A title graphic on a dark blue background containing the following information: Noah Davis, Another Balcony, 2009, Oil and acrylic on linen, 48 x 48 inches, 121.9 x 121.9 cm.
A detail from a painting by Noah Davis, titled Another balcony, dated 2009.

Another Balcony offers us the most quotidian of views, a deceptively simple scene, an upward gaze that catches a glimpse of a person sitting on a balcony in front of an open window. Balconies of this kind are very typical in the Mediterranean climate of Los Angeles, where indoor-outdoor living is a draw. The second-story height of the balcony and its lack of any decorative features suggests lower-income housing, and the painting definitely traffics in the jolie-laide quality of vernacular Los Angeles architecture.

Closer looking reveals a spatial arrangement of window, exterior wall, and door that do not exactly line up. Similarly, a figure walking on the left-hand side of the picture implies a length and passageway not typically associated with a balcony, per se. The painting is based on a photo taken by Karon Davis, Noah’s wife, at his urging. While waiting in the parking lot during a visit to the dentist, Noah looked up and saw a bunch of kids playing on a balcony. 

An oil painting by Noah Davis, titled Another Balcony, dated 2009.

Noah Davis

Another Balcony, 2009
Oil and acrylic on linen
48 x 48 inches (121.9 x 121.9 cm)

For me, looking at this painting is like playing poker with someone who has a royal flush. Davis lays down allusion after allusion to iconic images in the history of art, as if revealing card after card.

A painting by Edouard Manet, titled The Balcony, dated 1868.

Edouard Manet, The Balcony, 1868. Musee d'Orsay, Paris, France. © RMN-Grand Palais / Art Resource, NY. Photo by Hervé Lewandowski

Edouard Manet, The Balcony, 1868. Musee d'Orsay, Paris, France. © RMN-Grand Palais / Art Resource, NY. Photo by Hervé Lewandowski

The painting quickly summons Édouard Manet’s ravishing The Balcony (1868–1869). Manet’s painting is a consummate example of the new role of the artist in nineteenth-century France, no longer at the behest of kings or queens artists were free to make their own images. They broke from mythology, religious subject matter, and society portraits, turning instead to the changing texture of their cities and the lives lived within.

Davis probably knew that Manet’s picture was itself a love letter to Goya’s Majas on a Balcony (c.1800–1810). But Davis plays his hand lightly, offering us a mnemonic flow of historical images—from the painter of everyday life to the enigma of Goya’s women—all wrapped up in a passing glance, a moment of interstitial timea mere moment in the parking lot of the dentist’s office.

A painting by Francisco Goya, titled Majas on a Balcony, dated 1808–1814.

Francisco de Goya y Lucientes, Majas on a Balcony, 1800–1810. Metropolitan Museum of Art, New York

Francisco de Goya y Lucientes, Majas on a Balcony, 1800–1810. Metropolitan Museum of Art, New York

Davis’s paintings are often structured by a tension between the quotidian and the magical, the literally pedestrian and the supernatural. Here this plays out between the drama of the balcony and the casual behavior of the people on it.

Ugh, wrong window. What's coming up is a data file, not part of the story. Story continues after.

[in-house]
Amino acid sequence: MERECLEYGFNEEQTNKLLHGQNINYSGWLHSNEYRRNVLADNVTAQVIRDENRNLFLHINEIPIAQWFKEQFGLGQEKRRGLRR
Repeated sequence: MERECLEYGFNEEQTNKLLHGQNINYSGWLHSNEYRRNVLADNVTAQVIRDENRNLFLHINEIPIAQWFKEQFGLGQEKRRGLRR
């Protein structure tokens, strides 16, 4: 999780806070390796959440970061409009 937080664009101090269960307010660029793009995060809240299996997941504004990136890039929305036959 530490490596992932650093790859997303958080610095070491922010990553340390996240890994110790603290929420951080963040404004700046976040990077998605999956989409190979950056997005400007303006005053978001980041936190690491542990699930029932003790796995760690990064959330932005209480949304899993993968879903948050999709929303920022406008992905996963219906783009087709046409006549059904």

The strategy of making a painting from the slightest of photographic images is not unique to Davis. Perhaps more than any other painter in the late twentieth and early twenty-first centuries, Luc Tuymans was the artist who explored this terrain most deeply. Tuymans was a touchstone for Davis; his dry paint application, brooding palette, offhand compositions, and deeply enigmatic pictures all cut a path for Davis to follow.

A detail from a painting by Luc Tuymans, titled Leopoldville, dated 2000.

Luc Tuymans, Leopoldville, 2000 (detail). Private Collection

Luc Tuymans, Leopoldville, 2000 (detail). Private Collection

We can see some of this connective tissue in a painting such as Tuymans’s Leopoldville (2000), where we see the exterior of a modernist building in the Congo’s capital city of Kinshasa, which was called “Leopoldville” under the murderous colonial rule of Belgium. Tuymans manages to condense the entirety of that brutal regime into an image as glancing, interstitial, fleeting, and nondescript as Davis’s image of an ersatz grouping of solitary individuals, cohering ever-so-provisionally into a group, on a timelessly sunny Southern California day. 

A detail from a photograph by Charles C. Ebbets, titled Lunch atop a Skyscraper, dated 1932.

Charles C. Ebbets, Lunch atop a Skyscraper, 1932 (detail)

Charles C. Ebbets, Lunch atop a Skyscraper, 1932 (detail)

The green balustrade and its rakish angle across the picture plane also recalls the famous 1930s photo Lunch atop a Skyscraper. Taken during the construction of Rockefeller Center in Manhattan, it is a paean to New York, capital of the twentieth century, and the heroic architecture it evokes could not be farther from the low-slung banality of the vast majority of two-story buildings in Los Angeles.

Noah Davis in Los Angeles, 2009. Photo by Patrick O’Brien-Smith.

Noah Davis, Los Angeles, 2009. Photo by Patrick O’Brien-Smith

Noah Davis, Los Angeles, 2009. Photo by Patrick O’Brien-Smith

To me it’s no mistake that Davis titled his painting “Another” Balcony (rather than “A” or “The” Balcony). The choice of the word “another” is part and parcel of Davis’s dual identity as a great artist and a humble person: in Another Balcony, there is nothing new under the sun, and every spark of human difference is sacred.

Learn more about the artist in the acclaimed book featuring interviews with Thomas Houseago, Deana Lawson, and others.

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